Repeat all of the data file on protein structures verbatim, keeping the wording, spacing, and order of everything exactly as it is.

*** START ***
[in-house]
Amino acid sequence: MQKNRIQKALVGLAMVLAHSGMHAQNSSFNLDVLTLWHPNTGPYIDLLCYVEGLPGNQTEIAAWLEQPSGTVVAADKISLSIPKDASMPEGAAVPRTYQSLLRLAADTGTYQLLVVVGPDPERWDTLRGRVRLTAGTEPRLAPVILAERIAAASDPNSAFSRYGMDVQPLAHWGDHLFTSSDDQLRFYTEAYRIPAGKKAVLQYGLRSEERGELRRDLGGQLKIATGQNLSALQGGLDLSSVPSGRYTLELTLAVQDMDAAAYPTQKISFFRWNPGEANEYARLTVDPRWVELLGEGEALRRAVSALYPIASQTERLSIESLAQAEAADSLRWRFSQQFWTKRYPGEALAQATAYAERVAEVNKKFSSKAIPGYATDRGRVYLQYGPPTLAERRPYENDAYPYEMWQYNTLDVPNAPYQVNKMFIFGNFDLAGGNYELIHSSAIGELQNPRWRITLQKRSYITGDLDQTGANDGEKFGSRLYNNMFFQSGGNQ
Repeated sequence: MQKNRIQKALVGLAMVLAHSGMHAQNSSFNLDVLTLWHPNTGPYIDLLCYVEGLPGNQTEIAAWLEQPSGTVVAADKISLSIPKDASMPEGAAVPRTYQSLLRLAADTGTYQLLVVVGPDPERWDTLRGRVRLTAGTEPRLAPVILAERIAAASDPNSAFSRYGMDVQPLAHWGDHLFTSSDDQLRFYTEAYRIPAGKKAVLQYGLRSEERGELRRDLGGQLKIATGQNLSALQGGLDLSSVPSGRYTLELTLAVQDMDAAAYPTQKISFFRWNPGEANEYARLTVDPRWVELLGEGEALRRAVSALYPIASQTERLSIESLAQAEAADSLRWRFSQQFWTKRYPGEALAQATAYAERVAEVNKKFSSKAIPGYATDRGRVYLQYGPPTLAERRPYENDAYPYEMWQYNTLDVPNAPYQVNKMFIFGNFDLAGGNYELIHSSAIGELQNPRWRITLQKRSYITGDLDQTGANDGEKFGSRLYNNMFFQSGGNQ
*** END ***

[in-house]
Amino acid sequence: MQKNRIQKALVGLAMVLAHSGMHAQNSSFNLDVLTLWHPNTGPYIDLLCYVEGLPGNQTEIAAWLEQPSGTVVAADKISLSIPKDASMPEGAAVPRTYQSLLRLAADTGTYQLLVVVGPDPERWDTLRGRVRLTAGTEPRLAPVILAERIAAASDPNSAFSRYGMDVQPLAHWGDHLFTSSDDQLRFYTEAYRIPAGKKAVLQYGLRSEERGELRRDLGGQLKIATGQNLSALQGGLDLSSVPSGRYTLELTLAVQDMDAAAYPTQKISFFRWNPGEANEYARLTVDPRWVELLGEGEALRRAVSALYPIASQTERLSIESLAQAEAADSLRWRFSQQFWTKRYPGEALAQATAYAERVAEVNKKFSSKAIPGYATDRGRVYLQYGPPTLAERRPYENDAYPYEMWQYNTLDVPNAPYQVNKMFIFGNFDLAGGNYELIHSSAIGELQNPRWRITLQKRSYITGDLDQTGANDGEKFGSRLYNNMFFQSGGNQ
Repeated sequence: MQKNRIQKALVGLAMVLAHSGMHAQNSSFNLDVLTLWHPNTGPYIDLLCYVEGLPGNQTEIAAWLEQPSGTVVAADKISLSIPKDASMPEGAAVPRTYQSLLRLAADTGTYQLLVVVGPDPERWDTLRGRVRLTAGTEPRLAPVILAERIAAASDPNSAFSRYGMDVQPLAHWGDHLFTSSDDQLRFYTEAYRIPAGKKAVLQYGLRSEERGELRRDLGGQLKIATGQNLSALQGGLDLSSVPSGRYTLELTLAVQDMDAAAYPTQKISFFRWNPGEANEYARLTVDPRWVELLGEGEALRRAVSALYPIASQTERLSIESLAQAEAADSLRWRFSQQFWTKRYPGEALAQATAYAERVAEVNKKFSSKAIPGYATDRGRVYLQYGPPTLAERRPYENDAYPYEMWQYNTLDVPNAPYQVNKMFIFGNFDLAGGNYELIHSSAIGELQNPRWRITLQKRSYITGDLDQTGANDGEKFGSRLYNNMFFQSGGNQ